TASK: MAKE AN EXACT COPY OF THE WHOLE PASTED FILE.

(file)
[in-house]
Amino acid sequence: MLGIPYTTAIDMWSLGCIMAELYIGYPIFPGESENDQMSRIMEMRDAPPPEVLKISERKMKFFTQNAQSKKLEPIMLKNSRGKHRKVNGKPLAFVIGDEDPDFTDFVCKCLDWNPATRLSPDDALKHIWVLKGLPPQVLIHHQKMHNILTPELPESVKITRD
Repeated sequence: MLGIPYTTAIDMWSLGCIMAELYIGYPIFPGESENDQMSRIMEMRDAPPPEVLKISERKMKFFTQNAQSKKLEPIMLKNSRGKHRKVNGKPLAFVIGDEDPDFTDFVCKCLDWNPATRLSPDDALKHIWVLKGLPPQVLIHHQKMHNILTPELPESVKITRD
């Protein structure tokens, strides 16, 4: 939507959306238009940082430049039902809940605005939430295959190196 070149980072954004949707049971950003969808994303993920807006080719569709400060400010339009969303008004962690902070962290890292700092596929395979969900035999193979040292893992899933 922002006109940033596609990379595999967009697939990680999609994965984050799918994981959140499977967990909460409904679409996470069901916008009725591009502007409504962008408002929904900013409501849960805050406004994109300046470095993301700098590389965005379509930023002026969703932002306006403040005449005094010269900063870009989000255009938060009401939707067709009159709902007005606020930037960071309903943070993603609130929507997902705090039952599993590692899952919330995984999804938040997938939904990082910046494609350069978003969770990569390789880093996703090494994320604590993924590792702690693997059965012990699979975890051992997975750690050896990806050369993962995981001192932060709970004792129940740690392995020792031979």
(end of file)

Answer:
[in-house]
Amino acid sequence: MLGIPYTTAIDMWSLGCIMAELYIGYPIFPGESENDQMSRIMEMRDAPPPEVLKISERKMKFFTQNAQSKKLEPIMLKNSRGKHRKVNGKPLAFVIGDEDPDFTDFVCKCLDWNPATRLSPDDALKHIWVLKGLPPQVLIHHQKMHNILTPELPESVKITRD
Repeated sequence: MLGIPYTTAIDMWSLGCIMAELYIGYPIFPGESENDQMSRIMEMRDAPPPEVLKISERKMKFFTQNAQSKKLEPIMLKNSRGKHRKVNGKPLAFVIGDEDPDFTDFVCKCLDWNPATRLSPDDALKHIWVLKGLPPQVLIHHQKMHNILTPELPESVKITRD
């Protein structure tokens, strides 16, 4: 939507959306238009940082430049039902809940605005939430295959190196 070149980072954004949707049971950003969808994303993920807006080719569709400060400010339009969303008004962690902070962290890292700092596929395979969900035999193979040292893992899933 922002006109940033596609990379595999967009697939990680999609994965984050799918994981959140499977967990909460409904679409996470069901916008009725591009502007409504962008408002929904900013409501849960805050406004994109300046470095993301700098590389965005379509930023002026969703932002306006403040005449005094010269900063870009989000255009938060009401939707067709009159709902007005606020930037960071309903943070993603609130929507997902705090039952599993590692899952919330995984999804938040997938939904990082910046494609350069978003969770990569390789880093996703090494994320604590993924590792702690693997059965012990699979975890051992997975750690050896990806050369993962995981001192932060709970004792129940740690392995020792031979």